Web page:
Windows 7: A Worthy Upgrade

In this photo provided by Microsoft, Microsoft CEO Steve Ballmer, right, and Windows president Steven Sinofsky announce the anticipated release of Windows 7 to PC makers, July 22, 2009, in Atlanta. AP Photo/Microsoft

Starting Oct. 22, PC users can get their hands on the official release of Microsoft's newest operating system, Windows 7.

I've been beta testing various pre-release versions of Windows 7 for several months, and I was given a copy of the final "release to manufacturer" (RTM) code, which, barring any unforeseen changes, should be identical to what customers can purchase in October.

Based on what I've experienced up to this final version, I have to say that this is a worthwhile upgrade - whether you are using Windows XP or Windows Vista.

Windows Vista has gotten - justified or not - plenty of bad press, but I don't expect that to happen with Windows 7. For one thing, when Vista came out, a lot of the hardware out there wasn't powerful enough to run it well. Another issue is compatibility. Microsoft fielded many complaints about programs and devices not working well with Vista. Based on what I've seen, Windows 7 should have a lot fewer hardware and compatibility issues.

Vista users will be able to upgrade their machines to Windows 7 without having to re-install their applications. XP users can also upgrade but will have to re-install all their programs. In both cases, Windows 7 will preserve their data files. However, it's strongly recommended to back up data, since there's a significant risk of losing data during the new OS installation. Microsoft is offering a free "Upgrade Advisor" that you can use to see if your computer can run Windows 7.

My favorite Windows 7 feature is the new taskbar at the bottom of the screen which lets you "pin" programs to it for easy access. If a program isn't running, single clicking on its taskbar icon starts it. Once running, you can hover over its icon to see thumbnails of all open windows. If you hover over a thumbnail, you see a full-screen preview of the window and if you click on it, it jumps to the foreground. You can right click on any taskbar icon to see a list of files recently used by that program and click on any you wish to open.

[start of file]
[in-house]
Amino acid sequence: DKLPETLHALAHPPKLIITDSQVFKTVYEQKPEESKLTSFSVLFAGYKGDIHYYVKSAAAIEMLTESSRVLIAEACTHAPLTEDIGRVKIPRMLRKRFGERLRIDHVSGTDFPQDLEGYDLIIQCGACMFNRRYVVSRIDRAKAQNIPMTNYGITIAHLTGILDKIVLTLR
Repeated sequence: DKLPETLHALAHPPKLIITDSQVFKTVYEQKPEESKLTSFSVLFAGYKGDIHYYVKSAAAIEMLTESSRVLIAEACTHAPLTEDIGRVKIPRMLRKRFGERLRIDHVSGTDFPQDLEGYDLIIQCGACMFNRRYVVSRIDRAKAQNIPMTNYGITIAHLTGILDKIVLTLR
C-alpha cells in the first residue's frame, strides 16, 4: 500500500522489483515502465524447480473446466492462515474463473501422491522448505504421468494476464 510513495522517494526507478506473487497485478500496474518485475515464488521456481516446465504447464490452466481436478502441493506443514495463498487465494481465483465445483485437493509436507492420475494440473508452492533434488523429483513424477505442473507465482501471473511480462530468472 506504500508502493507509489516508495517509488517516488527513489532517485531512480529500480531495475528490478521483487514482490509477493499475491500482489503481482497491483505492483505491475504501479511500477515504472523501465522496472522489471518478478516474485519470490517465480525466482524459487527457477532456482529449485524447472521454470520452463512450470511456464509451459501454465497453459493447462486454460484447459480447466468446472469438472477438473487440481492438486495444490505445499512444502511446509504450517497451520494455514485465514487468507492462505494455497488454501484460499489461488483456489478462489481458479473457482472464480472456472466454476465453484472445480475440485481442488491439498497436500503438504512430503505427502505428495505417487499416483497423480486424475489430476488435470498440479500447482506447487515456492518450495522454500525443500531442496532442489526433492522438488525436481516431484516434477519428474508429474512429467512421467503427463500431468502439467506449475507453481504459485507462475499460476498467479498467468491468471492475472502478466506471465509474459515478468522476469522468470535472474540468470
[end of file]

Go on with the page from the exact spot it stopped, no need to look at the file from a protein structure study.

If you're using the Internet Explorer 8 browser, you can click on its icon to preview all open tabs. I like this feature so much that I've switched to Internet Explorer from Firefox.

Windows 7 makes it easier to install and manage devices such as printers, scanners and remote drives. I actually forgot about installing my printer but Windows did it for me automatically.

Windows 7 also has features for touch-screen PCs, including tablet PCs. The feature makes Windows 7 machines feel like an iPod. For example, you'll be able to pinch your fingers to zoom images or windows in or out.

The most confusing aspect of Windows 7 is the number of versions out there. Microsoft is releasing a Starter version, Home Premium, Professional, and Ultimate - as well as versions for PC makers (OEM) and large enterprises. There are both 32-bit and 64-bit versions.

Most machines you buy with Vista now can be upgraded to Windows 7 for free. Amazon is now taking pre-orders for various flavors of Windows 7 starting at $120 for the Home Premium upgrade edition. However, I recommend shopping around closer to the Oct. 22 release date.
  • Larry Magid

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